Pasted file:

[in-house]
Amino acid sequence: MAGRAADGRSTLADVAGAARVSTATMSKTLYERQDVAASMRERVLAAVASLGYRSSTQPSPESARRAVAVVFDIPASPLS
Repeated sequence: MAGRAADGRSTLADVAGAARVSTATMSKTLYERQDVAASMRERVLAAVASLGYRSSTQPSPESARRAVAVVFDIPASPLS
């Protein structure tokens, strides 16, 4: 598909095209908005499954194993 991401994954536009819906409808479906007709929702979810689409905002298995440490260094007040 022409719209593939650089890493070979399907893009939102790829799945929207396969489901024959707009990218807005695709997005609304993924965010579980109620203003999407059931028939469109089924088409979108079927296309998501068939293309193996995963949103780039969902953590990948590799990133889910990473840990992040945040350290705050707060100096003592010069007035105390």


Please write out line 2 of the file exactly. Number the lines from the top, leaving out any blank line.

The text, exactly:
Amino acid sequence: MAGRAADGRSTLADVAGAARVSTATMSKTLYERQDVAASMRERVLAAVASLGYRSSTQPSPESARRAVAVVFDIPASPLS